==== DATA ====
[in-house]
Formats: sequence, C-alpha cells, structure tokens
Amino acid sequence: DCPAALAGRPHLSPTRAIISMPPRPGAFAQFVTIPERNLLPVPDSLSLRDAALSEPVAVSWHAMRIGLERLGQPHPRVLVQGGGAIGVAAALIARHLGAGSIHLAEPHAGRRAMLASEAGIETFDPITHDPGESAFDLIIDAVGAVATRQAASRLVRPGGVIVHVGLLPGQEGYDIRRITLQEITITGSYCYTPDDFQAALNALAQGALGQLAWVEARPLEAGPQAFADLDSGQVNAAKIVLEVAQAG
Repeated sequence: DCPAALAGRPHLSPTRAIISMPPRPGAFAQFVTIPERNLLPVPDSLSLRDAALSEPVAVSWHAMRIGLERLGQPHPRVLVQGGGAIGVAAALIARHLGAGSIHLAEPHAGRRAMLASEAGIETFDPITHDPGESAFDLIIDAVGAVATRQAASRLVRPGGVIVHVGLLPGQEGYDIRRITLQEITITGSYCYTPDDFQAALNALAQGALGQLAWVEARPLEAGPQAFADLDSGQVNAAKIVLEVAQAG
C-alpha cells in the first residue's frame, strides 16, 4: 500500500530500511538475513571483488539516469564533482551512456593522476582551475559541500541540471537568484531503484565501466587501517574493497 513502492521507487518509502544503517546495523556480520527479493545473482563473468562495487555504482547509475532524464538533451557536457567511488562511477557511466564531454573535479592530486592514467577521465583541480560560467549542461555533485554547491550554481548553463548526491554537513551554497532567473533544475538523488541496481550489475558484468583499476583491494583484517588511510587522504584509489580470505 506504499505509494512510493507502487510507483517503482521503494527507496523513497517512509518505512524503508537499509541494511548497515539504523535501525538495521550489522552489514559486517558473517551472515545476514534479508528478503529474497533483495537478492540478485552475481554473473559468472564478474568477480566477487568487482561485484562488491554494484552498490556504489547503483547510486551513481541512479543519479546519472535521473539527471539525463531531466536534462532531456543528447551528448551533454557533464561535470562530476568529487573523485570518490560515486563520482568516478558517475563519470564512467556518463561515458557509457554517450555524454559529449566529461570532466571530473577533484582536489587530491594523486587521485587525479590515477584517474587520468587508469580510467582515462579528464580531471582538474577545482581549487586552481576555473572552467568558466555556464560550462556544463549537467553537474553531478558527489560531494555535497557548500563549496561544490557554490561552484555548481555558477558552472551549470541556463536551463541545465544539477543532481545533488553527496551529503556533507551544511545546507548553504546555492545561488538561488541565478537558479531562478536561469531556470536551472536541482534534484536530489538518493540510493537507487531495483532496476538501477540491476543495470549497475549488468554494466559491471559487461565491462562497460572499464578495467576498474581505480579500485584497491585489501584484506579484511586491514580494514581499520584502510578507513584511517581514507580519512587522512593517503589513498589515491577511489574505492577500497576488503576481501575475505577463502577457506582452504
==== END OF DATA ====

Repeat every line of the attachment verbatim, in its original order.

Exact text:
[in-house]
Formats: sequence, C-alpha cells, structure tokens
Amino acid sequence: DCPAALAGRPHLSPTRAIISMPPRPGAFAQFVTIPERNLLPVPDSLSLRDAALSEPVAVSWHAMRIGLERLGQPHPRVLVQGGGAIGVAAALIARHLGAGSIHLAEPHAGRRAMLASEAGIETFDPITHDPGESAFDLIIDAVGAVATRQAASRLVRPGGVIVHVGLLPGQEGYDIRRITLQEITITGSYCYTPDDFQAALNALAQGALGQLAWVEARPLEAGPQAFADLDSGQVNAAKIVLEVAQAG
Repeated sequence: DCPAALAGRPHLSPTRAIISMPPRPGAFAQFVTIPERNLLPVPDSLSLRDAALSEPVAVSWHAMRIGLERLGQPHPRVLVQGGGAIGVAAALIARHLGAGSIHLAEPHAGRRAMLASEAGIETFDPITHDPGESAFDLIIDAVGAVATRQAASRLVRPGGVIVHVGLLPGQEGYDIRRITLQEITITGSYCYTPDDFQAALNALAQGALGQLAWVEARPLEAGPQAFADLDSGQVNAAKIVLEVAQAG
C-alpha cells in the first residue's frame, strides 16, 4: 500500500530500511538475513571483488539516469564533482551512456593522476582551475559541500541540471537568484531503484565501466587501517574493497 513502492521507487518509502544503517546495523556480520527479493545473482563473468562495487555504482547509475532524464538533451557536457567511488562511477557511466564531454573535479592530486592514467577521465583541480560560467549542461555533485554547491550554481548553463548526491554537513551554497532567473533544475538523488541496481550489475558484468583499476583491494583484517588511510587522504584509489580470505 506504499505509494512510493507502487510507483517503482521503494527507496523513497517512509518505512524503508537499509541494511548497515539504523535501525538495521550489522552489514559486517558473517551472515545476514534479508528478503529474497533483495537478492540478485552475481554473473559468472564478474568477480566477487568487482561485484562488491554494484552498490556504489547503483547510486551513481541512479543519479546519472535521473539527471539525463531531466536534462532531456543528447551528448551533454557533464561535470562530476568529487573523485570518490560515486563520482568516478558517475563519470564512467556518463561515458557509457554517450555524454559529449566529461570532466571530473577533484582536489587530491594523486587521485587525479590515477584517474587520468587508469580510467582515462579528464580531471582538474577545482581549487586552481576555473572552467568558466555556464560550462556544463549537467553537474553531478558527489560531494555535497557548500563549496561544490557554490561552484555548481555558477558552472551549470541556463536551463541545465544539477543532481545533488553527496551529503556533507551544511545546507548553504546555492545561488538561488541565478537558479531562478536561469531556470536551472536541482534534484536530489538518493540510493537507487531495483532496476538501477540491476543495470549497475549488468554494466559491471559487461565491462562497460572499464578495467576498474581505480579500485584497491585489501584484506579484511586491514580494514581499520584502510578507513584511517581514507580519512587522512593517503589513498589515491577511489574505492577500497576488503576481501575475505577463502577457506582452504